Me: Wyclef’s annual concert to benefit Haiti is coming up. How could you NOT cover that? And it’s a few weeks from now so I know you haven’t covered it yet.


Marcus: Hmmm… Who’s going to be there?

Me: XYZ! And ABC! And 123! [don’t remember the actual names. But they were big.]


Marcus: Word?

Me: Yup.

Marcus:  Nah. It’s in Miami. I can’t send a writer for that. It’s a small story.


Me: Didn’t I tell you? I’m going to be IN Miami that weekend! You don’t have to pay for me to go. [Of course, I was not going to be in Miami that weekend until that exact moment.]

Marcus: Oh word? You’ll be there anyway? Then, let’s do it. Just 500 words on the concert and interview as many celebs as you can.



Marcus: Actually, you know what? I don’t have a lot of room in that issue. Just make it 250 words.


Me: No problem!

Now, I needed to figure out how I was getting to Miami. I made $18,000 a year at Billboard. (After leaving my 35k a year teaching job. Ouch.) I had three roommates in a very tiny apartment in Fort Greene. I called my friend D. His sister worked for an airline. I begged him to get me a buddy pass to Miami. He said he would try. A week later, Marcus calls me back.


Marcus: Hey. Gotta kill that story.

Me: Why?

Marcus: Don’t want to use random photos. And we’re not sending a photographer down there.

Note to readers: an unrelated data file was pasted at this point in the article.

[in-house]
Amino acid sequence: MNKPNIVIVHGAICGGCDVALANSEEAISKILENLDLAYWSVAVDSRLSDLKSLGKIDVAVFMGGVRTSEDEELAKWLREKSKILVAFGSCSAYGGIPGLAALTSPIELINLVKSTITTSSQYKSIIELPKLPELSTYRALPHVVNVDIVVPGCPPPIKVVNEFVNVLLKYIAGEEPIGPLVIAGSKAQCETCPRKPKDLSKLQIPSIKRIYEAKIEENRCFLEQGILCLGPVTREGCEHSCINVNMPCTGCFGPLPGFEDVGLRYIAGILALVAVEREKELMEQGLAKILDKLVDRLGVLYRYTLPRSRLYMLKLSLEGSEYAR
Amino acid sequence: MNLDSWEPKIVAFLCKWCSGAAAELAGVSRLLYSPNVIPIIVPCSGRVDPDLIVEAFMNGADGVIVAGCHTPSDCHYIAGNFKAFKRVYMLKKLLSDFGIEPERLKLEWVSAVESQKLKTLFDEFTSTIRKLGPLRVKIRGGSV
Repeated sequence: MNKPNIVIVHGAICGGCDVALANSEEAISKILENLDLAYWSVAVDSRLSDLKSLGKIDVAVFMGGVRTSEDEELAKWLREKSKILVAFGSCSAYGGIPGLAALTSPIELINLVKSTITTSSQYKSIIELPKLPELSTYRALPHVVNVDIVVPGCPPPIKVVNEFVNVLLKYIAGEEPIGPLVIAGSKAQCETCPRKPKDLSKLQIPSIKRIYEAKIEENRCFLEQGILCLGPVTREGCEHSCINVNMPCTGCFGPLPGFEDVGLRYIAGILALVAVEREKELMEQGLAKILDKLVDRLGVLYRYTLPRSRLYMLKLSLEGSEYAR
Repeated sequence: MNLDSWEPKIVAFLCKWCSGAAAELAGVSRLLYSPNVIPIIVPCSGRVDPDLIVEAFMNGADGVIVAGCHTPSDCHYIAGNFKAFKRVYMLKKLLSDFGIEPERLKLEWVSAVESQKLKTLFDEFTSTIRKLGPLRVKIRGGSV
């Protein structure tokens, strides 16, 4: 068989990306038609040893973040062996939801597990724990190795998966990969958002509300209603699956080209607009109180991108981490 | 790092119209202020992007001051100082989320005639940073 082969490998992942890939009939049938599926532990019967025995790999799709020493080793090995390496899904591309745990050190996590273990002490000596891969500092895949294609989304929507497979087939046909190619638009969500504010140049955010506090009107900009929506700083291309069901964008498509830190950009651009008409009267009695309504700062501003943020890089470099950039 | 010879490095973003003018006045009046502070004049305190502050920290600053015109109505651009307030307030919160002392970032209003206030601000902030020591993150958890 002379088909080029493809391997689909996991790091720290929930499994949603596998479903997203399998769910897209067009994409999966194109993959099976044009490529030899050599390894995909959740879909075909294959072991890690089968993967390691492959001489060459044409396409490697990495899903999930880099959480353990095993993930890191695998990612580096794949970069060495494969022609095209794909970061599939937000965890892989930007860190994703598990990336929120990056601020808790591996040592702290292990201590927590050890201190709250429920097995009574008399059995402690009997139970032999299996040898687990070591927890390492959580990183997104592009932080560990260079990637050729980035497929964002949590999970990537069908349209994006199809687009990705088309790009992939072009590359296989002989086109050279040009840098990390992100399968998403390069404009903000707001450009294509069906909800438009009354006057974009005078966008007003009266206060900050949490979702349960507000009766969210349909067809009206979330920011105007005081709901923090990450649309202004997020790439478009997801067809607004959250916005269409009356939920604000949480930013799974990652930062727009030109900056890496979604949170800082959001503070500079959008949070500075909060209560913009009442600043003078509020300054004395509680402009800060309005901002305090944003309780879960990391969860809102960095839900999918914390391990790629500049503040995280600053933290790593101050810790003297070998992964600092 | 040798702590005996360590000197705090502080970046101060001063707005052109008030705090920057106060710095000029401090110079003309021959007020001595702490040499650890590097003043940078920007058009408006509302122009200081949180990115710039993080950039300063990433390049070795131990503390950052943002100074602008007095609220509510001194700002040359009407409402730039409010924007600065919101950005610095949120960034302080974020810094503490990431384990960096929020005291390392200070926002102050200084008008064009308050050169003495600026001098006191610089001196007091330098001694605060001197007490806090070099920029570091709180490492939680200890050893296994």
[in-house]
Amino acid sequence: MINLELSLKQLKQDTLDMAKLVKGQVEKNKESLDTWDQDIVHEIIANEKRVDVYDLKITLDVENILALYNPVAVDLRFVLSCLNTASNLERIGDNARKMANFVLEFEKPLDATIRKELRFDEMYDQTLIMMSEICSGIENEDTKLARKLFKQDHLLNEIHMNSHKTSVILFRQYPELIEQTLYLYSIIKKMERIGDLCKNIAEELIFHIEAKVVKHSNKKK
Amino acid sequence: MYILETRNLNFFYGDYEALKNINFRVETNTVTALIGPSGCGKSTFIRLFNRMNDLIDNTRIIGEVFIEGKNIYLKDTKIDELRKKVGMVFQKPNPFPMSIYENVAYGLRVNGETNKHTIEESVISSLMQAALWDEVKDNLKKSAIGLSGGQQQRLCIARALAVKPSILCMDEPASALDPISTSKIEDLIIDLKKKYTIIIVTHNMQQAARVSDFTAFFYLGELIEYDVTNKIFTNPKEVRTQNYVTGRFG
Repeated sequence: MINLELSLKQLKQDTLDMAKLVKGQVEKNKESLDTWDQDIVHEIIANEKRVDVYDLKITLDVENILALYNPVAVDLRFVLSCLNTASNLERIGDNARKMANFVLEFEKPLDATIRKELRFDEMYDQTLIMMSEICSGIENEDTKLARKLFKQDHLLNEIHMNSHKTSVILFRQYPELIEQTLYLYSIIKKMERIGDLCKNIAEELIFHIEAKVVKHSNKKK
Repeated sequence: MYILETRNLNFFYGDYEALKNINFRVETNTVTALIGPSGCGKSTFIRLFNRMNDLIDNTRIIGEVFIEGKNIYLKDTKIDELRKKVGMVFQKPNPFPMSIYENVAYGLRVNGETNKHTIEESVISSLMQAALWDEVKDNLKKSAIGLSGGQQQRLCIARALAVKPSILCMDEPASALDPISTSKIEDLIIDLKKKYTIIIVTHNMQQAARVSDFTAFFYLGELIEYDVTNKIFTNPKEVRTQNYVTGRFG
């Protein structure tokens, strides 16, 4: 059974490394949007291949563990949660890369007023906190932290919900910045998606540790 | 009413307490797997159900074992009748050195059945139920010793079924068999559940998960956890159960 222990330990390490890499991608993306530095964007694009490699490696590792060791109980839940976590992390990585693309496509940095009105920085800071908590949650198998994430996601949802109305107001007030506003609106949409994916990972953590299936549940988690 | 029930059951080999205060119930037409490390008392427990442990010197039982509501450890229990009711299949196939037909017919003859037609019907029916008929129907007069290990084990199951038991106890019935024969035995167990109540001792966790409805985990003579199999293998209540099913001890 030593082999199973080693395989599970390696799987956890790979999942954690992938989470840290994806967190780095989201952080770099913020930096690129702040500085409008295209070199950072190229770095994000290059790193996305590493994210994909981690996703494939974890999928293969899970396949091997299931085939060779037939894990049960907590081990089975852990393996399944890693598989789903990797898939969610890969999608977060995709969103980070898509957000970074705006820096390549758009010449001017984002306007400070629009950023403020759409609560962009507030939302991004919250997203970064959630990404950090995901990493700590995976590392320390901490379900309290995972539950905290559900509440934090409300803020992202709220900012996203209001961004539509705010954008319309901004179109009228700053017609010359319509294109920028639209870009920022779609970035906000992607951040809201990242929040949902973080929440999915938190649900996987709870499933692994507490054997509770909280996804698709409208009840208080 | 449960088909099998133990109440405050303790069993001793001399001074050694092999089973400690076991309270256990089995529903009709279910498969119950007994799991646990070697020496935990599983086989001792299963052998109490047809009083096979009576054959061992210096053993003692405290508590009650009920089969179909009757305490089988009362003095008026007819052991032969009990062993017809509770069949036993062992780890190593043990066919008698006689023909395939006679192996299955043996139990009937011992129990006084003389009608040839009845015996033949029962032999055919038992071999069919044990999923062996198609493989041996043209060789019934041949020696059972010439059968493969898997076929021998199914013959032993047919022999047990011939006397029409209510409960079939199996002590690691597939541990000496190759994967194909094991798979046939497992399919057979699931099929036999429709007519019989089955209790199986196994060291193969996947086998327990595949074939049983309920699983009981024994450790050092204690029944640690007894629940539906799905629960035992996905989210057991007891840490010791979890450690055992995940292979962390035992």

Me: Didn’t I tell you I was going down there with my best friend D who is a well-known photographer published in grumble-grumble and mumble-mumble?

Marcus: Wait. Did you tell me that?

Me: I thought for sure I did.

Marcus: Can he get a couple of exclusive shots for us?

Me: Of course!

Marcus: Great. Story’s back on.

I call D. back and let him know I need him to get two buddy passes. Because although he was in law school and preparing for the bar, he was going to have to take a break from studying and pretend to be a well-known photographer so I could get this story. D almost had a heart-attack. But he got the buddy passes. The day before we’re set to leave, I call D and double check to make sure he has everything he needs.


“Yeah,” he says. “Just need a camera.”

[insert screams here]

Twenty minutes later, I’m in a camera shop in midtown Manhattan and some dude is trying to show me how to use a zoom lens. My experience with cameras stopped at Polaroids. I used my grocery money AND my rent money to rent the biggest, fanciest camera I could.


Camera shop dude: “Are you sure your photographer knows how to use this camera?

Me: Of course he does.

I gave the huge camera case and lenses to D when we got to the airport and if looks could kill, I wouldn’t be here telling you this story. We flew on standby. And for three consecutive flights to Miami, we ain’t do nothing but stand by and watch people board. Finally, we made it onto a flight and got to Miami. We spent the flight trying to figure out how to use the camera. Who knew they didn’t give you film when you rented a camera!